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Arts: The Chichester Nativity and Sussex Together Festival of the Arts

18 December 2020

The Chichester Nativity is only part of its Covid arts outreach, says Katy Hounsell-Robet

Banners in The Chichester Nativity. More photos in the gallery

Banners in The Chichester Nativity. More photos in the gallery

CHICHESTER CATHEDRAL has a tradition of seeing the arts, including contemporary art, as integral to worship; for, as the Bishop, Dr Martin Warner, says, “They speak to us about a sense of dimension which cannot be quantified, which defines what gives life meaning, the journey, the questions of grief and death and the life-giving virtue of hope.”

This year, a series of five magnificent illuminated Christmas banners has been commissioned to tell the story of the nativity and to include those caring for Covid-sufferers and managing affected charities. The models for the nativity figures, including flying angels as well as the Holy Family and their visitors, include people the NHS, care homes, Sanctuary, BBC Sussex, foodbanks, and charities feeding homeless people.

This has been devised by Jacquiline Creswell and photographed by Ash Mills, who for Christmas 2019 created a new type of nativity scene for Salisbury Cathedral, where they are visual arts adviser and resident photographer respectively.

As in Salisbury, it is an artistic and technical triumph. Each character was individually photographed in costume and the appropriate stance. The selected photos were then layered to produce the composite scene, which was then sent to a specialist company in Belgium to be printed on fine silk voile.

The installation of the banners follows an exhibition in the south transept — overtaken by lockdown, but still online — that is the result of an event that was organised by the cathedral to lift people’s spirits.

Together with Sussex Newspapers, it held a competition in which anyone living in Sussex could submit a sculpture, painting, ceramic, textile, poem, short story, choral work, or drama (the last two categories abandoned because of safety restrictions), expressing how they felt about Covid. Submissions were selected to create “Sussex Together Festival of the Arts”.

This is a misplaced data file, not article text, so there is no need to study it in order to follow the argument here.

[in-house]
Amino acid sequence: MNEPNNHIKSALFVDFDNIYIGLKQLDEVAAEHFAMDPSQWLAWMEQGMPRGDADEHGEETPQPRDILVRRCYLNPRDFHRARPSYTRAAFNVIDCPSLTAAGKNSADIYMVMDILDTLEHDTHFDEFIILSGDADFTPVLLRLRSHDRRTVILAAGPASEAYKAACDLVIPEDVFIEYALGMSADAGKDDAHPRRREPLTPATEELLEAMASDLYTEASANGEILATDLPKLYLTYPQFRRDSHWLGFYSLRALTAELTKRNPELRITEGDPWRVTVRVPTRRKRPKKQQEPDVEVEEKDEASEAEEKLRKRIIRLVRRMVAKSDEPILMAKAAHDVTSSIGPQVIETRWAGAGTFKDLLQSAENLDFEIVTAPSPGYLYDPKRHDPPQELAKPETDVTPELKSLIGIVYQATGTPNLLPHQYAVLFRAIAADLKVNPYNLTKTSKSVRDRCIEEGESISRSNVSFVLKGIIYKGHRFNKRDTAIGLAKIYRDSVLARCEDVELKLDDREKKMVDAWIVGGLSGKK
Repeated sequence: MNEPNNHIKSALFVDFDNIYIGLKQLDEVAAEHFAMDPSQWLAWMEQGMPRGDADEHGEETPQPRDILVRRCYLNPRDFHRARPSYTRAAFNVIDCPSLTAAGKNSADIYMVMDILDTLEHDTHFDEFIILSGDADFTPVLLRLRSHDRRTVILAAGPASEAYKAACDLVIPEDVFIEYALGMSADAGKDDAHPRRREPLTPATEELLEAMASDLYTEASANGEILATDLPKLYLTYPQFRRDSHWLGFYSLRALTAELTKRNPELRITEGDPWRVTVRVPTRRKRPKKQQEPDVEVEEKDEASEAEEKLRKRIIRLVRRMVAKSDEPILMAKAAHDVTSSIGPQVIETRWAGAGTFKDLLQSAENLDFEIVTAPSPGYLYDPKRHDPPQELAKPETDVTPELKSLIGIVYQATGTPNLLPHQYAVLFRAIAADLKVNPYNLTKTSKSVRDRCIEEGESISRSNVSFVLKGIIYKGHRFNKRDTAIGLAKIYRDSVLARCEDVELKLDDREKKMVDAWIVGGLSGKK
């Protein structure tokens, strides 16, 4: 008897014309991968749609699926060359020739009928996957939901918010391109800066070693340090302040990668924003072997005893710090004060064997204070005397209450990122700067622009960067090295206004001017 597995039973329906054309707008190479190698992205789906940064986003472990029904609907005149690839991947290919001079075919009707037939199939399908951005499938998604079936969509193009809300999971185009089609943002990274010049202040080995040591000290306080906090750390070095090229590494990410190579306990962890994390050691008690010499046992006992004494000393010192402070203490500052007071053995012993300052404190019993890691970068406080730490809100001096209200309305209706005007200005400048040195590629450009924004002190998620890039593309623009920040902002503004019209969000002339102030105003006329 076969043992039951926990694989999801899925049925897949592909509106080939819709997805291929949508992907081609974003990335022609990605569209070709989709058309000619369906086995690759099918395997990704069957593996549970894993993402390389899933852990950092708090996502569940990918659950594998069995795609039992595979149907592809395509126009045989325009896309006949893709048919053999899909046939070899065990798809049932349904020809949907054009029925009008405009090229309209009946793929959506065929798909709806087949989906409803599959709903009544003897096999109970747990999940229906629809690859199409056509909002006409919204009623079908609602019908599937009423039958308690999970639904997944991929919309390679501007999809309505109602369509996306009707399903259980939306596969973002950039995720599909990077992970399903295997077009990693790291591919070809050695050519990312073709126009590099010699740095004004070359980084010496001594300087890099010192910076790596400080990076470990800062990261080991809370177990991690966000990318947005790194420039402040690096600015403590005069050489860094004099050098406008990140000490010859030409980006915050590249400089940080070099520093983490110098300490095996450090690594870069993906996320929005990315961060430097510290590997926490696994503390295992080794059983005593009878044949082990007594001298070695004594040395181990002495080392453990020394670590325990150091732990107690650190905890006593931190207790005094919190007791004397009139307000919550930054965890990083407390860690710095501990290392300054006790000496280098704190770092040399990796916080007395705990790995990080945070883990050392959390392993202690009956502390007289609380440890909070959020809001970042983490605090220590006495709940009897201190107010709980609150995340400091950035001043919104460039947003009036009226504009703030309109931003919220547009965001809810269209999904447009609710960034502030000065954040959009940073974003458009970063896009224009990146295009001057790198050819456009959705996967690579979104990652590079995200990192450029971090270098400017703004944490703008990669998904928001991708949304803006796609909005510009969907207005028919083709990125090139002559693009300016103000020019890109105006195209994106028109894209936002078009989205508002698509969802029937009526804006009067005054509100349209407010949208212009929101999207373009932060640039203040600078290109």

The Edge of Eternity by Stephen Codner, in “Sussex Together”

Many works are understandably reflective. Richard Davidson’s oil painting on canvas, Time to Reflect,is of a solitary middle-aged man in dark overcoat and hat, gazing out over the sea. Robin Field, in Into the Woods, gives a photographic image in black-and-white of a forest of trees, dense but spaced out from one another, giving a sense of peace and comfort. In a similar vein, Joanna Duncan-Smith’s delicate abstract in acrylic on canvas, Sunset Tide, evokes the solitude and quiet of the deserted evening beach.

The sense of peace at the end of life is portrayed movingly in The Edge of Eternity by Stephen Godner, a black-and-white drawing from a photo by Jim Grove of the calm reassuring presence of the priest Kit Gunasekera as he places his hand on a dying man’s forehead in the last rites.

Many pieces are cheerful and encouraging. Paula de Sousa’s impressionist work in gouache and posca pens I’m going to walk this road alone shows a yellow green road narrowing as it climbs between “Van Goghian” bright-coloured fields of yellow, green, and orange, contrasting with Diane Smith’s Green and Pleasant Land, inspired by Petworth Park, and in gentle pastel colours to remind everyone that life can still go on being beautiful. Another amusing entry showing life carrying on as normal is Nattie Thread’s textile Chip, about the ever present flocks of gulls along the coast still boldly plucking chips from people’s paper bags or plates.

Captain Sir Tom Moore by Vincent Gray, in “Sussex Together”

Perhaps the most memorable and inspiring piece is the tribute in sculpture by the renowned Vincent Gray to Captain Sir Tom Moore’s courageous feat of walking a hundred laps round his 25-metre long garden at the age of 99, which raised more than £32 million pounds for NHS charities. In an interview, he said: “The sun will shine on you again and the clouds will go away.”

The wax model, ultimately intended for a life-size bronze, stands presently at 40cm high and shows two men and two women representing doctors and nurses of varied ethnic origins standing round Captain Tom applauding him as he struggles steadily along on his walking frame.

Butterfly by Jessica Gill, inspired by the iridescent Blue Morpho butterfly, is undoubtedly the most exotic and largest sculpture, with a height and width of 2.5 metres, lit by renewable energy, and made up of discarded bits and pieces, including vintage police whistles, chandelier jewels, and First World War signalling lamps, while 500 origami paper butterflies make up the wings.

Butterfly by Jessica Gill, in “Sussex Together”

Gill says: “The butterfly is also partly a homage to the Second World War veteran Harry Billings, who, when asked how he felt about lockdown, replied ‘I don’t mind. My mind is free. I can be anywhere.’’’

The butterfly is believed to symbolise a person’s soul, blue symbolises joy, and seeing a Blue Morpho is thought to bring good luck.


The nativity banners will remain in the cathedral until 3 February. The art exhibition can still be viewed online at www.chichestercathedral.org.uk

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